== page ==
Here’s another roundup on Global Voices Online, this time about censorship in the Philippines.
The group has posted the original mural in their website:
Titled “press freedom”, the 8 by 32 feet mural is now displayed at the NPC with the alterations.
A news report features the two conflicting sides, with an NPC official admitting that:
He said some of the changes suggested by Mabasa concerned “leftist leanings” in some of the images. This included the removal of the name of missing activist Jonas Burgos in the final artwork and the alteration of the headline identifying him as the son of a press freedom fighter.
He said the group also decided to remove the IFJ statement in the central image but said that it was the artist who decided to put the picture of a “bird-monster in a cage.”
The controversy however has spurred Filipino bloggers’ interest, with some expressing surprise that the NPC, a journalists’ organization, resorted to censorship or changes in the original work without informing the artists first.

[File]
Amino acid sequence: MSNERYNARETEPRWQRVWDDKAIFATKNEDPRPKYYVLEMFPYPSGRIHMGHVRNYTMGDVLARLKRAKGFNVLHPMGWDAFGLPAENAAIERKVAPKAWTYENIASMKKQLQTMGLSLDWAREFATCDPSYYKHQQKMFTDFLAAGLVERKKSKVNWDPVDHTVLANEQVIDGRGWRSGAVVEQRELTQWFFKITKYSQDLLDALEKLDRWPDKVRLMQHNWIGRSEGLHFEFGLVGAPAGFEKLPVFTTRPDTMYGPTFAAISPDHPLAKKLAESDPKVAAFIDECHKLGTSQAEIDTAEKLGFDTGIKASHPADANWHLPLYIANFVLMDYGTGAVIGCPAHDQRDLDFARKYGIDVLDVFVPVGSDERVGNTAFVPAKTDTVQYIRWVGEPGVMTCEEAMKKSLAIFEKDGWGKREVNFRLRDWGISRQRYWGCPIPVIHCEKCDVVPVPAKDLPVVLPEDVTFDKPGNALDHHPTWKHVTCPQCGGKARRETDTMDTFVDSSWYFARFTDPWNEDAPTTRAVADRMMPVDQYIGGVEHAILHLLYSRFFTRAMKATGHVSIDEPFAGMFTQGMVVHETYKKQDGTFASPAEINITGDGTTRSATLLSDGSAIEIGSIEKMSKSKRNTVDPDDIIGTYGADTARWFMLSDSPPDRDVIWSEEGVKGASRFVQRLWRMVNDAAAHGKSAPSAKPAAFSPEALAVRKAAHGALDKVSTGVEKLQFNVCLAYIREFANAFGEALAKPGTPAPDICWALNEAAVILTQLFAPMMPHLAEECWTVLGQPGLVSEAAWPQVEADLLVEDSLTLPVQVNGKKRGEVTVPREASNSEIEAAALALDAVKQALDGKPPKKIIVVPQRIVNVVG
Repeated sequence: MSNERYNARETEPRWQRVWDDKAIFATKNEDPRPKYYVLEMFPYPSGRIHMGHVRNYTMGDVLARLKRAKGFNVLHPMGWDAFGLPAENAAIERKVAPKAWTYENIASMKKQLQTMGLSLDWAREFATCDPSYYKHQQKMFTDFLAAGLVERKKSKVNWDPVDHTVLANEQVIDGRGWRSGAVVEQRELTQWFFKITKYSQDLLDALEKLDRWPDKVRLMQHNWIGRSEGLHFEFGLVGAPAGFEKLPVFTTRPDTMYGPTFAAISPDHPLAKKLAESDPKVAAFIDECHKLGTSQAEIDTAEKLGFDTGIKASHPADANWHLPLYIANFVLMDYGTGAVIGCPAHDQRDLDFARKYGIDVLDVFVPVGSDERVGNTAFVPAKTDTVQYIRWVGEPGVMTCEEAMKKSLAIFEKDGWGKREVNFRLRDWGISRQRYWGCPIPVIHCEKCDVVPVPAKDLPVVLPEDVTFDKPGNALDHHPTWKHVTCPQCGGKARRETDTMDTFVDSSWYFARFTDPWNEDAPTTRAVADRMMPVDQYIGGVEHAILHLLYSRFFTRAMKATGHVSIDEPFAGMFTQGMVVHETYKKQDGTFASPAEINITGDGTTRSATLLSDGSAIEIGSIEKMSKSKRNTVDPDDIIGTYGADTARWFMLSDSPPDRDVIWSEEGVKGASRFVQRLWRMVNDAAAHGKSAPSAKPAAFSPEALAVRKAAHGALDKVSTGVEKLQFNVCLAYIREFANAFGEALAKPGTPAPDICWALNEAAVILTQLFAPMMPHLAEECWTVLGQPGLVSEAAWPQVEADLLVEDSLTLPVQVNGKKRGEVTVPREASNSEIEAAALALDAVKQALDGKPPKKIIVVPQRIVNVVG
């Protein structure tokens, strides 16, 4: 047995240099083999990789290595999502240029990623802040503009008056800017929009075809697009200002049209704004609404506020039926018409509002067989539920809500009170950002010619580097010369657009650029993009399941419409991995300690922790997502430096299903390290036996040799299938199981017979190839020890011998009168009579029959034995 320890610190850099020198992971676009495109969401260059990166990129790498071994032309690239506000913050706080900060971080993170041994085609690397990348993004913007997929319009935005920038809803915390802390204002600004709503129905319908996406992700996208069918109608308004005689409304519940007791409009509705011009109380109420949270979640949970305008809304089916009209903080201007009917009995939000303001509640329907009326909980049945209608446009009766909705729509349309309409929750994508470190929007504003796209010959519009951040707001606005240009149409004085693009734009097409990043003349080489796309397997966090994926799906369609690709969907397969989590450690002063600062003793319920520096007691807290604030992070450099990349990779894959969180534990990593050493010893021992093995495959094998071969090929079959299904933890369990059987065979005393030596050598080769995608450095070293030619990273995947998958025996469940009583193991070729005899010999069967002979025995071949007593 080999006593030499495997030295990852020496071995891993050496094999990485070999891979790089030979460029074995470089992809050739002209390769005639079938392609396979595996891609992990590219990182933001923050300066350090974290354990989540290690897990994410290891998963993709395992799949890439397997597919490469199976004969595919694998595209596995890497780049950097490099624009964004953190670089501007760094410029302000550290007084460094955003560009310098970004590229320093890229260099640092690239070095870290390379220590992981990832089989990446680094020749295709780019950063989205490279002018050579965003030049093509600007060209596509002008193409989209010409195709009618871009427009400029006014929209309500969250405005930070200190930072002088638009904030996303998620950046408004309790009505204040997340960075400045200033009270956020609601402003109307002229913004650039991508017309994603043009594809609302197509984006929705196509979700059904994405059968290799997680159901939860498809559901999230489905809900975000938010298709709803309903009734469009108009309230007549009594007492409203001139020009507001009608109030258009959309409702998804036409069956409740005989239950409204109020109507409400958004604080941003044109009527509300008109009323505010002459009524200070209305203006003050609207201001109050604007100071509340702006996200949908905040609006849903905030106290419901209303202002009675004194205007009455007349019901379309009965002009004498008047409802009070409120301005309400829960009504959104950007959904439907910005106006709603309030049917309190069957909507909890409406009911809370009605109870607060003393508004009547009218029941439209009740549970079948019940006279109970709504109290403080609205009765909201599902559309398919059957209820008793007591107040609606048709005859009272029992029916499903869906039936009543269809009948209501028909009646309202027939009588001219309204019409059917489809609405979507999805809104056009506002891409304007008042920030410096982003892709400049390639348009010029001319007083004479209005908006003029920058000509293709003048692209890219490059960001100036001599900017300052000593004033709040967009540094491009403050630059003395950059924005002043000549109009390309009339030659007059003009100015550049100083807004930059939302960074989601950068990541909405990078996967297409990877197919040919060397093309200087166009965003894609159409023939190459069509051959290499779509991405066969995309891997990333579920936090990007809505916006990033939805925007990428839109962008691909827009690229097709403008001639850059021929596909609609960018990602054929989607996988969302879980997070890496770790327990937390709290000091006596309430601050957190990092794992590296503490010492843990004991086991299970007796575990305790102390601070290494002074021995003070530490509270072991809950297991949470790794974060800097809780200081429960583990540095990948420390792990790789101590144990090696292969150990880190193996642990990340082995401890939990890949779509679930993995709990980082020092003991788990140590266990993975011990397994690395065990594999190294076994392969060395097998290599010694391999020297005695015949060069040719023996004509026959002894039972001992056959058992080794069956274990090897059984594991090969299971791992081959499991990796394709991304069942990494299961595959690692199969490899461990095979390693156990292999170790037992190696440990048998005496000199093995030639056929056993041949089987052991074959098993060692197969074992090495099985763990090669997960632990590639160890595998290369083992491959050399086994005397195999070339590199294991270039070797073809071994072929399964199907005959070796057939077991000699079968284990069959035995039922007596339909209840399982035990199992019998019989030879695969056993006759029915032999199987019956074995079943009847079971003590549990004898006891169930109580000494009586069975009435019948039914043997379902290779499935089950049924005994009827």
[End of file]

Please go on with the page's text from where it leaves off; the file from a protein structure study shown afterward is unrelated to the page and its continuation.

According to Blue Pencil Chronicles, the original mural was:
a very compelling representation of the past and current state of Press Freedom here in the Philippines, what with freedom fighters Chino Roces, Marcelo del Pilar, Ninoy Aquino, Eugenia Duran-Apostol, Letty Jimenez Magsanoc and several others depicted in the painting.
The artists’ petition — which spoke about the artists’ “outrage, revulsion and protest” over the alterations — has been reposted in a growing number of blogs like: Pitong Pulgadang Produksyon, Glenn in progress, StudenStrike, The Phoenix, Listen to the beat, and the Tinig.com online magazine.
mackybaka also reposts the petition but adds that:
Ka Antonio Zumel (who was NPC President when Martial Law was declared and escaped arrest by swimming the Pasig River) must be rolling around his grave if he ever hear of this downright desecration of the freedom of expression and of the press.
Zumel was an activist journalist who became president of the NPC and is considered an icon of press freedom and progressive journalism.